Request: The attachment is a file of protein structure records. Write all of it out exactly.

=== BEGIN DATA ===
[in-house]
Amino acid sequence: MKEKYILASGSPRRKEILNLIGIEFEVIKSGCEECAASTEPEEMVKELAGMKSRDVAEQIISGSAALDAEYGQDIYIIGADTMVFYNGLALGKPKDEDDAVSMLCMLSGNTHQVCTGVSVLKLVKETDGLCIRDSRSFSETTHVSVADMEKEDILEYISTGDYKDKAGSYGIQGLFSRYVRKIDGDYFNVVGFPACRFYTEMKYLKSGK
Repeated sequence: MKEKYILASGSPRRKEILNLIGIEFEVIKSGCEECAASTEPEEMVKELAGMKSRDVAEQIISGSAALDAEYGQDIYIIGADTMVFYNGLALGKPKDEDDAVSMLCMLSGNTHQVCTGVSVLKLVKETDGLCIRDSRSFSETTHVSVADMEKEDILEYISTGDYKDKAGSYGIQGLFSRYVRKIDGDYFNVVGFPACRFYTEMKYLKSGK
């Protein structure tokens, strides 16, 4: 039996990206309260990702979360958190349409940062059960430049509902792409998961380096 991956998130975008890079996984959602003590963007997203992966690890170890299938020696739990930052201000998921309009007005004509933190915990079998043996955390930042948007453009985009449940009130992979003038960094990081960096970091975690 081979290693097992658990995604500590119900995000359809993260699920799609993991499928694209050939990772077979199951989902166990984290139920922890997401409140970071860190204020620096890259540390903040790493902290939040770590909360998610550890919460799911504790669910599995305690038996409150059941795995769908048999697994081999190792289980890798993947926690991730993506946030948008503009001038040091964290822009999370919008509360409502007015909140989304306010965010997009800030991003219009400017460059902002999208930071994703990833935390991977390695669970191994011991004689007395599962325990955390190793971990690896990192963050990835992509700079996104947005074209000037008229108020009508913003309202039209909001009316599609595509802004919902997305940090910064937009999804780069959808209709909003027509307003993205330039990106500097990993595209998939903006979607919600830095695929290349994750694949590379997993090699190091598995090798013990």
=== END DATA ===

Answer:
[in-house]
Amino acid sequence: MKEKYILASGSPRRKEILNLIGIEFEVIKSGCEECAASTEPEEMVKELAGMKSRDVAEQIISGSAALDAEYGQDIYIIGADTMVFYNGLALGKPKDEDDAVSMLCMLSGNTHQVCTGVSVLKLVKETDGLCIRDSRSFSETTHVSVADMEKEDILEYISTGDYKDKAGSYGIQGLFSRYVRKIDGDYFNVVGFPACRFYTEMKYLKSGK
Repeated sequence: MKEKYILASGSPRRKEILNLIGIEFEVIKSGCEECAASTEPEEMVKELAGMKSRDVAEQIISGSAALDAEYGQDIYIIGADTMVFYNGLALGKPKDEDDAVSMLCMLSGNTHQVCTGVSVLKLVKETDGLCIRDSRSFSETTHVSVADMEKEDILEYISTGDYKDKAGSYGIQGLFSRYVRKIDGDYFNVVGFPACRFYTEMKYLKSGK
């Protein structure tokens, strides 16, 4: 039996990206309260990702979360958190349409940062059960430049509902792409998961380096 991956998130975008890079996984959602003590963007997203992966690890170890299938020696739990930052201000998921309009007005004509933190915990079998043996955390930042948007453009985009449940009130992979003038960094990081960096970091975690 081979290693097992658990995604500590119900995000359809993260699920799609993991499928694209050939990772077979199951989902166990984290139920922890997401409140970071860190204020620096890259540390903040790493902290939040770590909360998610550890919460799911504790669910599995305690038996409150059941795995769908048999697994081999190792289980890798993947926690991730993506946030948008503009001038040091964290822009999370919008509360409502007015909140989304306010965010997009800030991003219009400017460059902002999208930071994703990833935390991977390695669970191994011991004689007395599962325990955390190793971990690896990192963050990835992509700079996104947005074209000037008229108020009508913003309202039209909001009316599609595509802004919902997305940090910064937009999804780069959808209709909003027509307003993205330039990106500097990993595209998939903006979607919600830095695929290349994750694949590379997993090699190091598995090798013990």